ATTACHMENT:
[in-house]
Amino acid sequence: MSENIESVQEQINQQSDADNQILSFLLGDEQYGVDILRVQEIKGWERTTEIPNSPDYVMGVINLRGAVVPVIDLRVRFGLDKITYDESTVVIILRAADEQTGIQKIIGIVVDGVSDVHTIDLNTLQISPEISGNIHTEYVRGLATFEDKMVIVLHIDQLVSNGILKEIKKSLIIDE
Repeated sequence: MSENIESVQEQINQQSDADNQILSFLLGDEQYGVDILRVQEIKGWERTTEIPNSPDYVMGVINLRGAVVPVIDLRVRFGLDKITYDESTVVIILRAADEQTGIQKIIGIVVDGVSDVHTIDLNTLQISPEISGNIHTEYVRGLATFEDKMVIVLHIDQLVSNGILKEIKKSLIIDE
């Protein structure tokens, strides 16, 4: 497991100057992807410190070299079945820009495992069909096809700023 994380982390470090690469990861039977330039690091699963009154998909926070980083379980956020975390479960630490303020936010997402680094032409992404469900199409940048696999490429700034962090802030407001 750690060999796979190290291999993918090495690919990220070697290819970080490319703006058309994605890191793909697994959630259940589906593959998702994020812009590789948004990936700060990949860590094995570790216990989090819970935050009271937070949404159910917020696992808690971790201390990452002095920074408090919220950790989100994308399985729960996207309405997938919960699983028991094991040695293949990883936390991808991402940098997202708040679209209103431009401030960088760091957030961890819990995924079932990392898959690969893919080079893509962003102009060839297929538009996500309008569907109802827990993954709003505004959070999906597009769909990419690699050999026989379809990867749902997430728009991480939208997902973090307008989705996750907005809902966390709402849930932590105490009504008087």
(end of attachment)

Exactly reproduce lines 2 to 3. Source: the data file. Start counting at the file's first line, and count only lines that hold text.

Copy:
Amino acid sequence: MSENIESVQEQINQQSDADNQILSFLLGDEQYGVDILRVQEIKGWERTTEIPNSPDYVMGVINLRGAVVPVIDLRVRFGLDKITYDESTVVIILRAADEQTGIQKIIGIVVDGVSDVHTIDLNTLQISPEISGNIHTEYVRGLATFEDKMVIVLHIDQLVSNGILKEIKKSLIIDE
Repeated sequence: MSENIESVQEQINQQSDADNQILSFLLGDEQYGVDILRVQEIKGWERTTEIPNSPDYVMGVINLRGAVVPVIDLRVRFGLDKITYDESTVVIILRAADEQTGIQKIIGIVVDGVSDVHTIDLNTLQISPEISGNIHTEYVRGLATFEDKMVIVLHIDQLVSNGILKEIKKSLIIDE